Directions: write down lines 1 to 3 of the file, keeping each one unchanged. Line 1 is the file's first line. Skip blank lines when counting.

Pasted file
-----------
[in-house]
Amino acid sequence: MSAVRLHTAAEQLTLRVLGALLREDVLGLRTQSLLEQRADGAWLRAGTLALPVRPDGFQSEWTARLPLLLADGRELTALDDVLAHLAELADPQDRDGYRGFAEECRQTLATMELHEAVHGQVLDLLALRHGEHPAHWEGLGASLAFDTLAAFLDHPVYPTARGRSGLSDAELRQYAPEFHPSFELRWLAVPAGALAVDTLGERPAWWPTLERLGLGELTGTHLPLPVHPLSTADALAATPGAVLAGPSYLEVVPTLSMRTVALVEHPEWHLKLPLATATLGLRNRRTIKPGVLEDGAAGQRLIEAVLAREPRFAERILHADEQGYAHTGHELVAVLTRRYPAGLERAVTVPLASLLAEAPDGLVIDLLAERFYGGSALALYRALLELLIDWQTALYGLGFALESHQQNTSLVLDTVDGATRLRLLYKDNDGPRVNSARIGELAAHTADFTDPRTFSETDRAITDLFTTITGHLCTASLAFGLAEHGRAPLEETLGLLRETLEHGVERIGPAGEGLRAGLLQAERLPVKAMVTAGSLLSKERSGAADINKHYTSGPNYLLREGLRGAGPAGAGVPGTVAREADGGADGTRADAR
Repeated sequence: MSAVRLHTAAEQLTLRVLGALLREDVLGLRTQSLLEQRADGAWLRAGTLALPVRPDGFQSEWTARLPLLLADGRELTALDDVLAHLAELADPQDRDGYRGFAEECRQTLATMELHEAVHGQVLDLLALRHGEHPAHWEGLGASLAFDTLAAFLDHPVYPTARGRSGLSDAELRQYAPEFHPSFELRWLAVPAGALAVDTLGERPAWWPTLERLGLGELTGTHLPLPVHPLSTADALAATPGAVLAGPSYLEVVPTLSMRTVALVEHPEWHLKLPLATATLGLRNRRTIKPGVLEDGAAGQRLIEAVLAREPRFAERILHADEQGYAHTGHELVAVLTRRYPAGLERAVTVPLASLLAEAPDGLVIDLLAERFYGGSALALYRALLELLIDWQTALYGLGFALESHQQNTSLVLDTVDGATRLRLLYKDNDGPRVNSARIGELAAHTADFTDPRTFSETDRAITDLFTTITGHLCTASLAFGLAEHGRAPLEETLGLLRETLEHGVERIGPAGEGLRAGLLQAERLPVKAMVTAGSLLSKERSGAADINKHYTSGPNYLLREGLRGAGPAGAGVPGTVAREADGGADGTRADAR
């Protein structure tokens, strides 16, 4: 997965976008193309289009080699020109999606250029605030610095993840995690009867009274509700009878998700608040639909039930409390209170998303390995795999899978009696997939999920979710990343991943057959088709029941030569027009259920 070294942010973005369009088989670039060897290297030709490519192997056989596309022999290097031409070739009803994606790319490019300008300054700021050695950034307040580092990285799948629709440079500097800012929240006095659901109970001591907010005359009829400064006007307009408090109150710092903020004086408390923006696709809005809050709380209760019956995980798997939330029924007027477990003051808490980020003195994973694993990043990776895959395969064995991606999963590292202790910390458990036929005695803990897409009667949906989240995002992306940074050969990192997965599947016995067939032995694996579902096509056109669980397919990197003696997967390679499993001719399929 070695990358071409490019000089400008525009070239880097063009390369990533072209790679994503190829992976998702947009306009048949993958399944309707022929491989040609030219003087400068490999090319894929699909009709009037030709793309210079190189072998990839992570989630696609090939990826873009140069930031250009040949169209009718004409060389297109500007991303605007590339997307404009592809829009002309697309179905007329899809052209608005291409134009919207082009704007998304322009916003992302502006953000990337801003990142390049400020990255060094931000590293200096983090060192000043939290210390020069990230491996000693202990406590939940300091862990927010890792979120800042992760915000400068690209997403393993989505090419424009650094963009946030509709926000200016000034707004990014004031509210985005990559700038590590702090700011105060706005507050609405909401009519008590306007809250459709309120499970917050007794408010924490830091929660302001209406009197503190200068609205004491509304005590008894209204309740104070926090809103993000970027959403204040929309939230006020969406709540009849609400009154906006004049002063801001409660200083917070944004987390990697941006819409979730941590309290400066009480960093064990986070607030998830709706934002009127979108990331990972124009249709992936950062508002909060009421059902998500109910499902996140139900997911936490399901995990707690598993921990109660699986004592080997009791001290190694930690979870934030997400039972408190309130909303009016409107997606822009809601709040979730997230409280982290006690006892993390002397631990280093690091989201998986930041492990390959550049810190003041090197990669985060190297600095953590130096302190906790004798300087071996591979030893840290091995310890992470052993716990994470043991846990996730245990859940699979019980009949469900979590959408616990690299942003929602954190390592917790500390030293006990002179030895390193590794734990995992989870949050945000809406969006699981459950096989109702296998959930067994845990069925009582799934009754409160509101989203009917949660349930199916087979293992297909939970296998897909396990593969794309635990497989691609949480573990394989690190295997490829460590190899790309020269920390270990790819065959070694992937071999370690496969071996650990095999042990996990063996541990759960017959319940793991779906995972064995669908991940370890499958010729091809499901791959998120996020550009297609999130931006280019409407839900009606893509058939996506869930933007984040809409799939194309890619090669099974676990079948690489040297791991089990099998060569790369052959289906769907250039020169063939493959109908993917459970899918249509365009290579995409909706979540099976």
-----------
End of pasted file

[in-house]
Amino acid sequence: MSAVRLHTAAEQLTLRVLGALLREDVLGLRTQSLLEQRADGAWLRAGTLALPVRPDGFQSEWTARLPLLLADGRELTALDDVLAHLAELADPQDRDGYRGFAEECRQTLATMELHEAVHGQVLDLLALRHGEHPAHWEGLGASLAFDTLAAFLDHPVYPTARGRSGLSDAELRQYAPEFHPSFELRWLAVPAGALAVDTLGERPAWWPTLERLGLGELTGTHLPLPVHPLSTADALAATPGAVLAGPSYLEVVPTLSMRTVALVEHPEWHLKLPLATATLGLRNRRTIKPGVLEDGAAGQRLIEAVLAREPRFAERILHADEQGYAHTGHELVAVLTRRYPAGLERAVTVPLASLLAEAPDGLVIDLLAERFYGGSALALYRALLELLIDWQTALYGLGFALESHQQNTSLVLDTVDGATRLRLLYKDNDGPRVNSARIGELAAHTADFTDPRTFSETDRAITDLFTTITGHLCTASLAFGLAEHGRAPLEETLGLLRETLEHGVERIGPAGEGLRAGLLQAERLPVKAMVTAGSLLSKERSGAADINKHYTSGPNYLLREGLRGAGPAGAGVPGTVAREADGGADGTRADAR
Repeated sequence: MSAVRLHTAAEQLTLRVLGALLREDVLGLRTQSLLEQRADGAWLRAGTLALPVRPDGFQSEWTARLPLLLADGRELTALDDVLAHLAELADPQDRDGYRGFAEECRQTLATMELHEAVHGQVLDLLALRHGEHPAHWEGLGASLAFDTLAAFLDHPVYPTARGRSGLSDAELRQYAPEFHPSFELRWLAVPAGALAVDTLGERPAWWPTLERLGLGELTGTHLPLPVHPLSTADALAATPGAVLAGPSYLEVVPTLSMRTVALVEHPEWHLKLPLATATLGLRNRRTIKPGVLEDGAAGQRLIEAVLAREPRFAERILHADEQGYAHTGHELVAVLTRRYPAGLERAVTVPLASLLAEAPDGLVIDLLAERFYGGSALALYRALLELLIDWQTALYGLGFALESHQQNTSLVLDTVDGATRLRLLYKDNDGPRVNSARIGELAAHTADFTDPRTFSETDRAITDLFTTITGHLCTASLAFGLAEHGRAPLEETLGLLRETLEHGVERIGPAGEGLRAGLLQAERLPVKAMVTAGSLLSKERSGAADINKHYTSGPNYLLREGLRGAGPAGAGVPGTVAREADGGADGTRADAR